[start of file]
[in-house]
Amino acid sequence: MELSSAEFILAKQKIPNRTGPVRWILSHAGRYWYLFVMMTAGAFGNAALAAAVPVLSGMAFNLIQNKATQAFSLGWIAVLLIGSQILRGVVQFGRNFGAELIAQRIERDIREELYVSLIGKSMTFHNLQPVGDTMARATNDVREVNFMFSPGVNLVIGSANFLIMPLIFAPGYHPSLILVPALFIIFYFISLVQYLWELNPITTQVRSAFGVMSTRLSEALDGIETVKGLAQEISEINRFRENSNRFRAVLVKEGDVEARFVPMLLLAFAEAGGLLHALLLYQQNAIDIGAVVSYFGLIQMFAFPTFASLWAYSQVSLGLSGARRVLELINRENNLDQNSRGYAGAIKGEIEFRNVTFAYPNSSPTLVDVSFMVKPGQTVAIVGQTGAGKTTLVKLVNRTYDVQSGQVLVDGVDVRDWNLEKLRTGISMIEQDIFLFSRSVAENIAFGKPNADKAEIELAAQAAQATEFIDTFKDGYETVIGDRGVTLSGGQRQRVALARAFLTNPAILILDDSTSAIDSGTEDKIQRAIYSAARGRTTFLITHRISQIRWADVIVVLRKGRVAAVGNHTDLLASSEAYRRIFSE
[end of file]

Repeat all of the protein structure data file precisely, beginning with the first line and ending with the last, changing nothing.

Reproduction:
[in-house]
Amino acid sequence: MELSSAEFILAKQKIPNRTGPVRWILSHAGRYWYLFVMMTAGAFGNAALAAAVPVLSGMAFNLIQNKATQAFSLGWIAVLLIGSQILRGVVQFGRNFGAELIAQRIERDIREELYVSLIGKSMTFHNLQPVGDTMARATNDVREVNFMFSPGVNLVIGSANFLIMPLIFAPGYHPSLILVPALFIIFYFISLVQYLWELNPITTQVRSAFGVMSTRLSEALDGIETVKGLAQEISEINRFRENSNRFRAVLVKEGDVEARFVPMLLLAFAEAGGLLHALLLYQQNAIDIGAVVSYFGLIQMFAFPTFASLWAYSQVSLGLSGARRVLELINRENNLDQNSRGYAGAIKGEIEFRNVTFAYPNSSPTLVDVSFMVKPGQTVAIVGQTGAGKTTLVKLVNRTYDVQSGQVLVDGVDVRDWNLEKLRTGISMIEQDIFLFSRSVAENIAFGKPNADKAEIELAAQAAQATEFIDTFKDGYETVIGDRGVTLSGGQRQRVALARAFLTNPAILILDDSTSAIDSGTEDKIQRAIYSAARGRTTFLITHRISQIRWADVIVVLRKGRVAAVGNHTDLLASSEAYRRIFSE